PLP raises concerns on disregard scheme for historic consensual gay sex offences
Published: October 20 2016
This news item was updated on 21/10/16
The Government has announced today that it will introduce a statutory pardon for men with historic convictions for consensual gay sex offences. The pardon will only apply to men who have successfully applied to the Home Office to have their conviction disregarded.
PLP is concerned about the accessibility of the Home Office disregard scheme and appeal process, which does not appear to be meeting its intended aim of allowing the thousands of men in this situation get convictions removed from their records. The number of men who have applied under the scheme since it was introduced in 2012 is extremely low: according to information obtained by PLP under the Freedom of Information Act, as at 7 June 2016 there had only been 320 applications, 83 of which have been successful. None of the unsuccessful applicants has exercised their right of appeal to the High Court.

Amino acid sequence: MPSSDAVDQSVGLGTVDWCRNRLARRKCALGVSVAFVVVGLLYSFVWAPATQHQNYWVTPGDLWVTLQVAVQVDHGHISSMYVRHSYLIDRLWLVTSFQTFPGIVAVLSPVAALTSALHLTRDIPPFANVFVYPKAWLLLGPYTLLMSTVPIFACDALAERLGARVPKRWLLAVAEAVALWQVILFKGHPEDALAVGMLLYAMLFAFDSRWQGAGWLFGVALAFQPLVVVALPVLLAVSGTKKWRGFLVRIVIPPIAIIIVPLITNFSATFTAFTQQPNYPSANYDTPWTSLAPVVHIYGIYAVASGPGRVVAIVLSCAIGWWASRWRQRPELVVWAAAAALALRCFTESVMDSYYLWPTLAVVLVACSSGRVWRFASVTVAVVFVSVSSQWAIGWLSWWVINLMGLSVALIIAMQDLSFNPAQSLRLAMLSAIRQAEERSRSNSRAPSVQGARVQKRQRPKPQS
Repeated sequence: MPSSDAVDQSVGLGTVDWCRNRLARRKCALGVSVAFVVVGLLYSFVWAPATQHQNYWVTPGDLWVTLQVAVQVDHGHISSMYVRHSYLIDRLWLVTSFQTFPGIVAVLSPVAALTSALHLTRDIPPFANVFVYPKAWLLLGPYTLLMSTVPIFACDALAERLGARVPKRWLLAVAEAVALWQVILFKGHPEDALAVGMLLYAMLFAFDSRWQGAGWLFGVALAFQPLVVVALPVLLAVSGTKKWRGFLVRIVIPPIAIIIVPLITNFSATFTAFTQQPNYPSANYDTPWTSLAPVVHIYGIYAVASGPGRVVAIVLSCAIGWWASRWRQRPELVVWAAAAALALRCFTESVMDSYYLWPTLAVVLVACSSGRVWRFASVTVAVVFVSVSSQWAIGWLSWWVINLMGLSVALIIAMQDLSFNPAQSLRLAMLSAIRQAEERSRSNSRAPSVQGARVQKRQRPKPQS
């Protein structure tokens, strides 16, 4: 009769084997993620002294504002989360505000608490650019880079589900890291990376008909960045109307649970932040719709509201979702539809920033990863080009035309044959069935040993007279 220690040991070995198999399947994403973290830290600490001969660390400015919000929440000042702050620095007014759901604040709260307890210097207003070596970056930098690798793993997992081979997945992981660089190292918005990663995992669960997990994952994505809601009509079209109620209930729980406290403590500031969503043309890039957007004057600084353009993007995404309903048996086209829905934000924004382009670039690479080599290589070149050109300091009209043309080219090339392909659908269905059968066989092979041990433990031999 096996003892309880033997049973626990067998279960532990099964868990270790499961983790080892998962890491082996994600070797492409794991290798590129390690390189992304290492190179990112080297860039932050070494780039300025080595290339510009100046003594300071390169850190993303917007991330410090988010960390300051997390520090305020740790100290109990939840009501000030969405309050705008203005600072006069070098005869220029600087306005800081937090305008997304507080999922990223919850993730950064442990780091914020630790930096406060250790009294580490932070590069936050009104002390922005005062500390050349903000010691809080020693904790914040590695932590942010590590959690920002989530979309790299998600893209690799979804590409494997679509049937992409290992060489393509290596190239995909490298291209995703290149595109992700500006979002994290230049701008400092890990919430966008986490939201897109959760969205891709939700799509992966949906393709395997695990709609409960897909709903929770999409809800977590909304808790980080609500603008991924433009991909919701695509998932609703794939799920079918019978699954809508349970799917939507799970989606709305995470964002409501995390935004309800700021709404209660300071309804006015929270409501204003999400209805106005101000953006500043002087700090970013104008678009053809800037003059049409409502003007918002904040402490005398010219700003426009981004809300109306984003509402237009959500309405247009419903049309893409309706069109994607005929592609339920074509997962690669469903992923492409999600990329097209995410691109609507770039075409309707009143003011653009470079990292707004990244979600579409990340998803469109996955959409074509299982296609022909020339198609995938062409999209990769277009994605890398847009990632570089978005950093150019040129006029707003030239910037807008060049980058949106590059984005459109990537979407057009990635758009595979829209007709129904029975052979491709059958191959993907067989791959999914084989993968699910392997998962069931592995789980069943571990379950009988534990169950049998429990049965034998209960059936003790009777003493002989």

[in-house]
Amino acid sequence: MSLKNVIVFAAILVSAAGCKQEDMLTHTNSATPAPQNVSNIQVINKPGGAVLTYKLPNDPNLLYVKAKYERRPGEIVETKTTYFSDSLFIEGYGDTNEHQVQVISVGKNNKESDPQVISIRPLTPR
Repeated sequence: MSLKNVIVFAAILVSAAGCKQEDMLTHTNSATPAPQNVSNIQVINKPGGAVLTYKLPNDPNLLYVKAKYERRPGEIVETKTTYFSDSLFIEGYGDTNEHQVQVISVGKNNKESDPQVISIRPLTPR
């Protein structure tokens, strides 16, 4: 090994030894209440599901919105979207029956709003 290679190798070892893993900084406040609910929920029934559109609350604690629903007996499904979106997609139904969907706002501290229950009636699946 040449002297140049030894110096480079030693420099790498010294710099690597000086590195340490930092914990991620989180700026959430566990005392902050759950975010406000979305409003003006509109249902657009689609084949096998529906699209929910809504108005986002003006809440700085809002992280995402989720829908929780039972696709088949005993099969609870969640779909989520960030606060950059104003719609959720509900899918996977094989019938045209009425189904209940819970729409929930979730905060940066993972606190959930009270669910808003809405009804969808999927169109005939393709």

PLP is also concerned that not all repealed gay sex offences have been included under the disregard scheme. For example, the now repealed offence of importuning, which the Government has acknowledged was used in a discriminatory way against gay men, is not included. The offence is categorised as a sex offence, and so a conviction or caution for this offence can be disclosed on a DBS check to employers indefinitely.
You can find more detail of the concerns rasied by a PLP client, in an article in the Independent, here.
For more information about PLP’s work on this issue, please contact Katy Watts at email@example.com